I may solicit interviews with members of the community who have sent me information or who can shed light on the events of November 10.   Interviews will not be recorded or transcribed.  I will take personal notes to assist with the preparation of my report, but these notes will not be made public, or disseminated, or communicated to any person other than me, my legal advisor, and my assistants.

Members of the McGill community may also send me photos or videos of the events of November 10 by electronic mail, at djutras@mcgill.ca .  I also intend to review relevant documents, written policies and other logs that may shed light on the events of November 10, 2011.

I have retained Me Giuseppe Battista as my legal advisor, and Ms. Kate Glover and Ms. Dia Dabby, two doctoral students in the Faculty of Law at McGill, will provide me with logistical support.

I sincerely hope all members of the McGill community will cooperate in this effort.

Daniel Jutras
Dean of Law
 Nice careful lawyer--I guess I understand that the Dean has little authority, although he seems more focused on his limits than on what he can do.  I guess he is lowering expectations.  I would have loved it if he had voluntarily took on a prof and a student to share the role (mostly the Principal's failure to reach out to the community).

I understand the desire to avoid casting blame, but, um, this was a huge disaster for a university, and so blame should be cast.  And if the Dean of Law does not do it, the students and profs certainly will.  A report that just issues recommendations for future events will likely not do much to satisfy the relevant communities at McGill although avoiding another mess like this is, of course, desirable.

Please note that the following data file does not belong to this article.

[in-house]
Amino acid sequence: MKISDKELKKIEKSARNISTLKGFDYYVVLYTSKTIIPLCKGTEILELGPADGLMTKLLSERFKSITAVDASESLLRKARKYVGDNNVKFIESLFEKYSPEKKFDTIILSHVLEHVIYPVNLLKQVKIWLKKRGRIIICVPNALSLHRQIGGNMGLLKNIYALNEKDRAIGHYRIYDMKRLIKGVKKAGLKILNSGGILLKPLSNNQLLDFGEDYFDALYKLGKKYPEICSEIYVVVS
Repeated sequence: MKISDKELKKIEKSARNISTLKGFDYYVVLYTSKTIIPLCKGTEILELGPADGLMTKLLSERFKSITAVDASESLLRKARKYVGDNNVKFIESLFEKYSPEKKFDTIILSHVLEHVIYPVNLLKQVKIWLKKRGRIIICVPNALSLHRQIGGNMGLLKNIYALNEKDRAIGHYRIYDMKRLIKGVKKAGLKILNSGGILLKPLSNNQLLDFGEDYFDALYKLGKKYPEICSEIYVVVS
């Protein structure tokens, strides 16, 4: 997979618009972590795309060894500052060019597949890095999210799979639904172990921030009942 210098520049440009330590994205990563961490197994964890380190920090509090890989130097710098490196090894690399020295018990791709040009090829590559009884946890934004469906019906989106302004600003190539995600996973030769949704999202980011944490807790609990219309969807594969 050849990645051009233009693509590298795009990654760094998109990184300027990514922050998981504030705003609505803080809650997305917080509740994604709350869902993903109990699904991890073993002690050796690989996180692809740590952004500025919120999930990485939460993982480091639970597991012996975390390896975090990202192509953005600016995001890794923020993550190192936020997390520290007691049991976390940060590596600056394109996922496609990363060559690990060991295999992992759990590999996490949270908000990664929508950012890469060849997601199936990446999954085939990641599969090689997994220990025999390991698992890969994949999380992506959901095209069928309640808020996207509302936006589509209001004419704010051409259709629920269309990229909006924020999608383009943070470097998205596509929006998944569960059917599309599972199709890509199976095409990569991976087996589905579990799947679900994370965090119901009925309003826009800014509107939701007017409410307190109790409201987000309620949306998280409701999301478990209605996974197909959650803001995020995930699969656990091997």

What do the readers of the blog think?  That I am too critical and this is all we can reasonably expect?


Anonymous said...

I think you're being a bit too harsh on Dean Jutras. He has to be clear in setting proper expectations, otherwise he'll be accused of not doing a sufficient enough of a job.

He actually is legally constrained from compelling any evidence and he has not been given the resources or the support from the main administration to carry out a procedurally fair investigation. Rather, this was HMB's attempt at quelling the crowds by passing the buck to the Dean. And frankly, it's clear to us at the Faculty of Law that he was unwillingly conscripted to carry out this investigation.

All this to say that the administration should have hired an independent investigator from outside the University to investigate to matter in order to maintain the appearance of impartiality (I have no doubt that Daniel Jutras is capable of being impartial and he's quite an excellent jurist).

Steve Saideman said...

Thanks for your insights. I was not really blaming the Dean (I didn't call him a weenie). Just pointed out his constraints, more or less. Again, I wish that the Principal had put together a panel of reps from different parts of the university. Going outside has its own challenges, but that might have been ok, too.

Jacob T. Levy said...

One of the biggest constraints that binds us, but would not bind (say) a government in a similar situation, is labo(u)r law. If someone's going to be fired, that has to be kept hermetically sealed off from this kind of broad-ranging extra-procedural investigation. But that means the investigation can't cast blame on named persons in ways that could serve as part of their eventual firing. A necessary but huge limitation, and it means that there will have to be other procedures for holding named individuals accountable.